Also: In its 125th year, Denver's Fairmount Cemetery eyes the future, The Denver Post, Feb. 14
Last year CU Denver published a study in the journal Accident Analysis & Prevention reporting that greater numbers of riders actually make streets safer. Accidents involving cyclists and motorists at a given intersection, the researchers noted, were less likely to occur when more than 200 riders traversed it daily. One theory goes that the presence of more cyclists raises drivers’ awareness and causes them to adjust their driving behavior. Outside Magazine, Feb. 17
“Celebrities are people who, for better or worse, make a living out of being a spectacle,” says Kevin Everhart, an associate professor at CU Denver’s Psychology Department. “And I think there’s a sense of schadenfreude going through people’s minds when they see a celebrity suffering. Typically, those who take pleasure in someone else’s suffering have low self-esteem.” Vice, Feb. 17
CU Denver professor Amy Hasinoff says that using a scare tactic, such as telling teens that if they sext their photos will be distributed, can have a negative reaction. She says teens will tune out messages like that because they don’t match up with experiences they or their friends might have had. 9News, Feb. 9
“For a long time, companies focused on economic value; now they’re focusing more on social value,” said David Chandler, assistant professor of management at CU Denver and author of Corporate Social Responsibility: A Strategic Perspective. It can translate into more business, better supplier relations or happier employees, he said. Dallas Morning News, Feb. 10
Heidi Streetman, who teaches at the CU Denver ESL Academy, created a petition to “Make the Department of Interior Accountable for Persons Missing in Our National Parks & Forests.”
“I started this petition because there is no legal requirement that federal records be kept of the circumstances surrounding a person’s disappearance, whether or not remains or belongings are recovered, or if a person is located alive and well,” Streetman writes. Westword, Feb. 6
University of Colorado Anschutz Medical Campus
“It’s a silent epidemic,” Robert Valuck, CU School of Pharmacy and Pharmaceutical Sciences, said of prescription drug overdoses. “People die one at a time. But, in 2013, overdose deaths were almost double the number of deaths related to drunken driving. And people have no idea.” The Denver Post, Feb. 24
Among other benefits, massage is thought to reduce cortisol levels and regulate the body’s sympathetic nervous system – both of which go haywire when you’re stressed, says Lisa Corbin, an associate professor at the CU School of Medicine’s Division of General Internal Medicine. U.S. News and World Report, Feb. 12
Michael Allen with the CU Anschutz Depression Center in Aurora said early intervention is critical to stopping suicide.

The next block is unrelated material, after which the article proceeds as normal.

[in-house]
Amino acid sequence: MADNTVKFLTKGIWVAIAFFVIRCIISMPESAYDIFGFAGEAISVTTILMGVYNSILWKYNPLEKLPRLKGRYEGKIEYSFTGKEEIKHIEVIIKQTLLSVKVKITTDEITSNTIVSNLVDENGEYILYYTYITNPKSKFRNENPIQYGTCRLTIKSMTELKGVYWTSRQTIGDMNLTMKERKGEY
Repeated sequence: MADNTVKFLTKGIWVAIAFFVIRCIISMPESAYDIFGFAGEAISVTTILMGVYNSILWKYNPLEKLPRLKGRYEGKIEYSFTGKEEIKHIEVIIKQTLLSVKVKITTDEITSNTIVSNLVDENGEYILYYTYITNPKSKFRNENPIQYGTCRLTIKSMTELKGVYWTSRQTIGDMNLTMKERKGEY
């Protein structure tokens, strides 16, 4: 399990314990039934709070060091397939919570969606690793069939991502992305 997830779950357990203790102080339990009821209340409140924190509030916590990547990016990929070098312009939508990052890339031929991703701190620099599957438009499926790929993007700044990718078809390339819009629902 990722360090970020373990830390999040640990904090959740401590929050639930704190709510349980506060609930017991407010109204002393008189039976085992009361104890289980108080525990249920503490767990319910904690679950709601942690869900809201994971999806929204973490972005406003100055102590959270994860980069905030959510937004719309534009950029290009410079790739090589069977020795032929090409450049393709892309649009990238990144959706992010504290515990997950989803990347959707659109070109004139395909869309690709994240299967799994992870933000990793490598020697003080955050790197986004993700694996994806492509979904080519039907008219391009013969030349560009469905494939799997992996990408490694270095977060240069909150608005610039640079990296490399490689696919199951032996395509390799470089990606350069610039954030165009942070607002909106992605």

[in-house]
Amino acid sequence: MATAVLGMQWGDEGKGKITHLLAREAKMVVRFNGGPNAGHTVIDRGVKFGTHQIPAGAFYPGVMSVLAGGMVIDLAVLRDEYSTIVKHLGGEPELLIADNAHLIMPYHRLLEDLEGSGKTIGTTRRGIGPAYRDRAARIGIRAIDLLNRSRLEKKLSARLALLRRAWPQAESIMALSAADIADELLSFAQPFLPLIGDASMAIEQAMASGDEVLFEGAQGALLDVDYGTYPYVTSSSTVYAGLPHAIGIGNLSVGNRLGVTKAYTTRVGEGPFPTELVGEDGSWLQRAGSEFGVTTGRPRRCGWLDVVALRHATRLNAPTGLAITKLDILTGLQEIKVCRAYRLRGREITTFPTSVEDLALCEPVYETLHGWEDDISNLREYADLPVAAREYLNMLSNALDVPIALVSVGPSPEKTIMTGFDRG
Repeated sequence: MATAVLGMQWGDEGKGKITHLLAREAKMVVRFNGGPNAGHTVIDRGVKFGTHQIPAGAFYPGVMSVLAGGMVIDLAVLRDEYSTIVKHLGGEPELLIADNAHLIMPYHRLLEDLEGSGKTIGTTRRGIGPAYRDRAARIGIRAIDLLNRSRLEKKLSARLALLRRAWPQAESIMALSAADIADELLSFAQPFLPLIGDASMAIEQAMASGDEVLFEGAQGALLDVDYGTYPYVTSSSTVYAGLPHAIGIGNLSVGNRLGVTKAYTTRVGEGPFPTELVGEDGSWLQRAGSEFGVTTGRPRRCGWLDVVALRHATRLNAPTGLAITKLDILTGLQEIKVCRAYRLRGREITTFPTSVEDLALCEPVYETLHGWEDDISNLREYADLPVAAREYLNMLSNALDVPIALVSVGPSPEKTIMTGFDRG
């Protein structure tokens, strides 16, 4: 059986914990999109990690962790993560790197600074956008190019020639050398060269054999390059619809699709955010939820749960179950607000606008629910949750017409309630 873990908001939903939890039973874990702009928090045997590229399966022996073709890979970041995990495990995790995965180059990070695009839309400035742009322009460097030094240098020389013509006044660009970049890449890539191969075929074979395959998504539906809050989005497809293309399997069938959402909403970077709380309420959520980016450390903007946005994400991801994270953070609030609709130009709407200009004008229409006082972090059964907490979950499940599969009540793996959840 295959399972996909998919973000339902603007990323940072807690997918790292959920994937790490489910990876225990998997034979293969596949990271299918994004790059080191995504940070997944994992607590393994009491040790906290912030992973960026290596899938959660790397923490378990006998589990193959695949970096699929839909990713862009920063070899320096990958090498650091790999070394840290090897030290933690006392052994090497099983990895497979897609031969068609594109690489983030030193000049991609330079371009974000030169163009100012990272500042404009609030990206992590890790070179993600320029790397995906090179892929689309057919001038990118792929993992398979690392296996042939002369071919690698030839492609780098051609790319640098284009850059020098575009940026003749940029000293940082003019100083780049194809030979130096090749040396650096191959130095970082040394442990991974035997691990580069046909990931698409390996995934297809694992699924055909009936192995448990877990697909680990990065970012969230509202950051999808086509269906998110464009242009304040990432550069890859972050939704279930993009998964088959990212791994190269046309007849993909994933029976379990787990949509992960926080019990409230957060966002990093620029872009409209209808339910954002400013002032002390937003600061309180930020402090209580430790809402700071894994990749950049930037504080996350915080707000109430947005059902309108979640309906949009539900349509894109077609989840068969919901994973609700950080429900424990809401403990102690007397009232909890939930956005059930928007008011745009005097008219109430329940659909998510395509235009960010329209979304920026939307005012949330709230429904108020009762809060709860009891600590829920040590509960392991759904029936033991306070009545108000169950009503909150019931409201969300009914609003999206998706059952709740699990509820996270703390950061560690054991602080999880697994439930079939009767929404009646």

“You don't want to get people when they’re on the ledge,” Allen said. “You want to get them while things are still more manageable.” But, getting men in the door of places like the Depression Center is a problem. 9News, Feb. 26
Jean Abbott, M.D., from the CU Anschutz Medical Campus Colorado Center for Bioethics, argues a right to die proposal is ethical and that modern medical technology traps a small group of people between life and death. The proposal was rejected in early February by Colorado lawmakers. 9News, Feb. 8
A bill by Diana DeGette and Fred Upton aims to reduce the time it takes to get breakthrough drugs from the laboratory and into the hands of patients. One expert who helped inform the bill in its early stages was Dan Theodorescu, director of the Cancer Center at the CU Anschutz Medical Campus. The Denver Post, Feb. 10
Internet-connected wearables, cars, door locks, thermostats and such are all the rage. But those devices can come with security and privacy holes that leave consumers exposed, regulators warn.
“Researchers are beginning to show that existing smartphone sensors can be used to infer a user’s mood; stress levels; personality type; bipolar disorder; demographics (e.g., gender, marital status, job status, age); smoking habits; overall well-being; progression of Parkinson’s disease; sleep patterns; happiness; levels of exercise; and types of physical activity or movement,” said CU Law School professor Scott R. Peppet. The Wall Street Journal, Jan. 27
Measuring snow over the years is not a simple concept, said Klaus Wolter, a climatologist at the National Oceanic and Atmospheric Administration at CU-Boulder. Wolter has studied trends in extreme storms and concluded there were no significant trends for snowstorms the past century.
“If you look at the last 50 years, it looks like that last half-century is snowier than the earlier one, but there’s still reasonable doubt about the quality of snow measurements before the 1950s,” Wolter said. Los Angeles Times, Jan. 28
Douglas Kenney, a western water expert at the CU Law School, said it has never been a secret that upstream states such as Colorado consume more water.
“That’s predictable,” he said. “States like California have certainly known this is coming. What can they do? Well, they can look to the other sources of supply, they can conserve water, they can look for creative deals ... it’s not something that sneaks up on anyone.” Fox News, Jan. 28
CU Distinguished Professor W. Carl Lineberger was honored by the National Academy of Sciences for his extraordinary scientific achievements.
Lineberger, the E. U. Condon Distinguished Professor of Chemistry and Biochemistry at JILA, was named the 2015 recipient of the NAS Award in Chemical Sciences. Daily Camera, Jan. 23
Julie Lundquist, project leader and assistant professor in the Department of Atmospheric and Oceanic Sciences at CU-Boulder, said a three-year project is being launched to evaluate current wind prediction models.
The research will be based in the Columbia River Gorge region in Washington and Oregon. KUNC, Jan. 22